Your Blue Cross Blue Shield North Carolina weight loss surgery insurance coverage depends on several factors, all of which are reviewed below.
To request a free insurance check, click here to contact a local surgeon. Alternatively, use the tool below to find out if you have coverage.
Read and click below for additional weight loss surgery insurance details.
TABLE OF CONTENTS
Click on any of the topics below to jump directly to that section
- 35+ Body Mass Index (BMI)
- Documentation of failed diet attempts
- Psychological evaluation
READ THIS FIRST
Even if your insurance company covers bariatric surgery in some plans, that does not mean that your specific plan covers it. The obesity surgery approval requirements in this section assume that weight loss surgery is covered by your specific policy.
To confirm whether your specific policy covers bariatric surgery, click here to contact a surgeon and ask for a free insurance check.
Disclaimer: The information contained on this page may not include all components of your insurance company’s medical policy and/or may not be up to date. Contact your insurance company to confirm all benefits.
In order to be approved by Blue Cross Blue Shield North Carolina for bariatric surgery in the United States, you must meet the following criteria:
- Diagnosis of Morbid obesity, defined as
- a Body Mass Index (BMI) greater than 40
- have a BMI > 35 associated with at least one or more of the fol lowing problems which are generally expected to be improved, curtailed or reversed by surgical treatment:
- The obesity interferes with daily function to the extent that performance is severely curtailed (i.e., impending job loss or job loss with documented disability)
- The obesity causes incapacitating pain and limitation of motion in any weight-bearing joint or the lumbosacral spine documented by physical examination in association with radiologic findings showing degenerative osteoarthritis
- There is significant respiratory insufficiency as evidenced by pCO2 > 50 mmHg, hypoxemia at rest, as evidenced by pO2 < 55 mmHg on room air; FEV 1/FVC < 65%, or DLCO < 60% (e.g., Obesity Hypoventilation Syndrome)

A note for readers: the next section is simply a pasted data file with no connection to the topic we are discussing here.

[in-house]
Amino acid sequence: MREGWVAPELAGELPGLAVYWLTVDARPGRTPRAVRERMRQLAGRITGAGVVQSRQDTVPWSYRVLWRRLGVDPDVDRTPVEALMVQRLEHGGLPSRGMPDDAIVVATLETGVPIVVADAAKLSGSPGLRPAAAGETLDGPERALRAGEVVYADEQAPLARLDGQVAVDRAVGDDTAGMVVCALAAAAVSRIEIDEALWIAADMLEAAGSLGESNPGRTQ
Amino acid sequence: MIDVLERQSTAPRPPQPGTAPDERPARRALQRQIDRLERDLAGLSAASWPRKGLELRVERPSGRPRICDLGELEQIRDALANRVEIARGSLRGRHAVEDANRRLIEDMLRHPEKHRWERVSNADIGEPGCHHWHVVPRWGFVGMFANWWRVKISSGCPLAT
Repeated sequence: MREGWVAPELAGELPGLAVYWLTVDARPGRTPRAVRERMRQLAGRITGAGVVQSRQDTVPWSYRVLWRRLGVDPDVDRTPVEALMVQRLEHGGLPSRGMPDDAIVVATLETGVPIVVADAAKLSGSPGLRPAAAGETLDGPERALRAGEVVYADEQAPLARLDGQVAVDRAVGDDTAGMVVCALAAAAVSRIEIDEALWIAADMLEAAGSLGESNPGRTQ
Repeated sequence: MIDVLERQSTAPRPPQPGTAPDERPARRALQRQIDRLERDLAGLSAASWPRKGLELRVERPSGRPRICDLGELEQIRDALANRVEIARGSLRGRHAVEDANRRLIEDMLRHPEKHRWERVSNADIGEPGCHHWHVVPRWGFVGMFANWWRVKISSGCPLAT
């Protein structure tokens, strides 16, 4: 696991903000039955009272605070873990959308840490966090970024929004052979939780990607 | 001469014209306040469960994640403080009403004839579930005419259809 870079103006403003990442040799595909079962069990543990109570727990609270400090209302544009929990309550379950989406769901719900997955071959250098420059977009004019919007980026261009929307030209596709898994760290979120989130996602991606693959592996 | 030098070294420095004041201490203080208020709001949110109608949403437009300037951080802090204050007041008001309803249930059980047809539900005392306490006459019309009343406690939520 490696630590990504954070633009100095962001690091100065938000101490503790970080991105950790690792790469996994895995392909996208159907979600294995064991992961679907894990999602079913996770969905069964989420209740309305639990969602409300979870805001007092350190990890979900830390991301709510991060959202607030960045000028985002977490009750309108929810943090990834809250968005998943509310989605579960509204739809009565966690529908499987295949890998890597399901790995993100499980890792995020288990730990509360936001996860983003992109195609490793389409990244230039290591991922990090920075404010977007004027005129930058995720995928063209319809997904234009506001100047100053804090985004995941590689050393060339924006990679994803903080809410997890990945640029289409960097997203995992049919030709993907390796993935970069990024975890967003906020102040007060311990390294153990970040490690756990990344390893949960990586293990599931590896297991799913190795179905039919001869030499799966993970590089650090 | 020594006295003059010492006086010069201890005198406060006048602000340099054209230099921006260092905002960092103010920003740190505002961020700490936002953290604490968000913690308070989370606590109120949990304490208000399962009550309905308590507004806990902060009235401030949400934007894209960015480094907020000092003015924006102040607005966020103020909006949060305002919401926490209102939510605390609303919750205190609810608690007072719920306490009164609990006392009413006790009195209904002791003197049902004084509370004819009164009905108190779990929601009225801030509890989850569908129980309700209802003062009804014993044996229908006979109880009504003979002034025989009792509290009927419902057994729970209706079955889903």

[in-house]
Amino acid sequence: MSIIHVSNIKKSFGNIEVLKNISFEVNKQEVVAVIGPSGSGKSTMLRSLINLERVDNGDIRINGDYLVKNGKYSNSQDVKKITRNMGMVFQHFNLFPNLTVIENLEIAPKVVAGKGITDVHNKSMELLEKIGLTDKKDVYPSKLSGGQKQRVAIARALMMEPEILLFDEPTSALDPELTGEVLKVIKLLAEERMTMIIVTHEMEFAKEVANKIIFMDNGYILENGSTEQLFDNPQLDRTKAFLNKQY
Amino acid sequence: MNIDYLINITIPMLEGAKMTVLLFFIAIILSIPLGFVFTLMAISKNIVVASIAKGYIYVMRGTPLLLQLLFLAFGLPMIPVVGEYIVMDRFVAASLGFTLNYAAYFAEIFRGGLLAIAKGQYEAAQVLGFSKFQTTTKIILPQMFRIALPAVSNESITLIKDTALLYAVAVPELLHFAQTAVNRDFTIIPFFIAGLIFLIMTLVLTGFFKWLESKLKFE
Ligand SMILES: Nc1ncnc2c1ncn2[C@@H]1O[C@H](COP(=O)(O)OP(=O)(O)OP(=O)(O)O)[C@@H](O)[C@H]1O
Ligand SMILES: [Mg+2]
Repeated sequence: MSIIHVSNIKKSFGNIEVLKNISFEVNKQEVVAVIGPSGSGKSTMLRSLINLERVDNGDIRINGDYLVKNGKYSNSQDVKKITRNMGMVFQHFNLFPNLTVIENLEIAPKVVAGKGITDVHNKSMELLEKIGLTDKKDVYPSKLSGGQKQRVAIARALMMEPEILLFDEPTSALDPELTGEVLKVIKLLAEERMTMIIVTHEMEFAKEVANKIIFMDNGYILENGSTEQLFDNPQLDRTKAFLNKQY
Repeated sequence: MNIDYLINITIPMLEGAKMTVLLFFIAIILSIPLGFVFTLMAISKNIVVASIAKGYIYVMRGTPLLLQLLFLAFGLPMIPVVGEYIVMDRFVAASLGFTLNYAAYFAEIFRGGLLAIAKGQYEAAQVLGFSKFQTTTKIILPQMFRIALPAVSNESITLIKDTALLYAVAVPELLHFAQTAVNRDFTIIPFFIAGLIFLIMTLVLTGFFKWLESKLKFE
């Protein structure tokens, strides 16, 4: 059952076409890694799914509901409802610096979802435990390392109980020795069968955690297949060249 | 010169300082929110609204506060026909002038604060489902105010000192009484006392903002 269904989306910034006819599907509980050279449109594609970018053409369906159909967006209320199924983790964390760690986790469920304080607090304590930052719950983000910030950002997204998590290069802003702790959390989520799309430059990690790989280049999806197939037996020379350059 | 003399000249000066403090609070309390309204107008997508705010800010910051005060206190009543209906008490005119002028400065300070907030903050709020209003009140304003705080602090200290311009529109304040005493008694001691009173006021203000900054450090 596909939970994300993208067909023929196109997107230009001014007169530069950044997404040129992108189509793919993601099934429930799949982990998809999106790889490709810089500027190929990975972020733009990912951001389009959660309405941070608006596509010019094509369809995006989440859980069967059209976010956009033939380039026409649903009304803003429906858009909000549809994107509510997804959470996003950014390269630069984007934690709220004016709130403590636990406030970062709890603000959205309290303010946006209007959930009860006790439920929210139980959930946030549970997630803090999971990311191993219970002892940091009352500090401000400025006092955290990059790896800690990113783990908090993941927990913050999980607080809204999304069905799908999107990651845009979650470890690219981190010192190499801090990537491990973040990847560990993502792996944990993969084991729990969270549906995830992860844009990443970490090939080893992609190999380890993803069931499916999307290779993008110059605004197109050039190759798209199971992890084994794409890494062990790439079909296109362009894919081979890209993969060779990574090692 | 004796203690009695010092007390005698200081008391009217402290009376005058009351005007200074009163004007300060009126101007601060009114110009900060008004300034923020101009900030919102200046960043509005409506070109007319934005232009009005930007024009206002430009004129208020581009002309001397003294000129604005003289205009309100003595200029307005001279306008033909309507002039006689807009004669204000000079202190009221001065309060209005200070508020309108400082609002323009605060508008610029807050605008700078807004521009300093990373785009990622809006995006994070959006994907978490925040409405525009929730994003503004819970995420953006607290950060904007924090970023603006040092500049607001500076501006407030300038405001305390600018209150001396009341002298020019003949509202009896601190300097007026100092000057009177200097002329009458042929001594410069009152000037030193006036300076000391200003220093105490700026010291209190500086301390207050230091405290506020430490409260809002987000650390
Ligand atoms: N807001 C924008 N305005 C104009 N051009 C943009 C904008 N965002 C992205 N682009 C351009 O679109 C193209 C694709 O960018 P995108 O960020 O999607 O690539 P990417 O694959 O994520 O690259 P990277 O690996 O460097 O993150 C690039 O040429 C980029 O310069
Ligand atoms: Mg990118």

- Clinically significant obstructive sleep apnea (i.e., Patient meets criteria for treatment of obstructive sleep apnea set forth in a separate policy, titled Sleep Apnea : Diagnosis and Medical Management
- Type 2 diabetes mellitus
- Documented coronary artery disease
- Heart failure
- Gastroesophageal reflux disease with secondary asthma or erosive esophagitis not controlled despite maximum dosages of proton pump inhibitors
- Pseudotumor cerebri
- Patient has at least one of the following:
- Medically refractory hypertension (blood pressure > 140 mmHg systolic and/or > 90 mmHg diastolic measured with appropriate size cuff) that has not responded to medical management including at least two (2) anti-hypertensive drugs at maximum tolerated dosages
- First degree relative with premature (age < 50) cardiovascular disease
- Hypercholesterolemia > 240 mg/dL or hypertriglyceridemia > 400 mg/dL or low density lipoprotein (LDL) > 160 mg/dL or high density lipoprotein (HDL) < 40 mg/dL ; despite appropriate medical therapy defined as at least one appropriate drug at maximum dosage
- Metabolic syndrome
- Pulmonary hypertension
- The patient has no specifically correctable cause for the obesity, e.g., an endocrine disorder
- A thorough evaluation has been documented to assess the patient’s suitability for surgery and their ability to comply with lifelong follow up
- Surgery for morbid obesity is eligible for coverage when it is part of a comprehensive pre-surgical, surgical and post-surgical program
Use this BMI Calculator to check your body mass index…
Adults & Adolescents
A thorough preoperative evaluation for surgery for morbid obesity must include all of the following: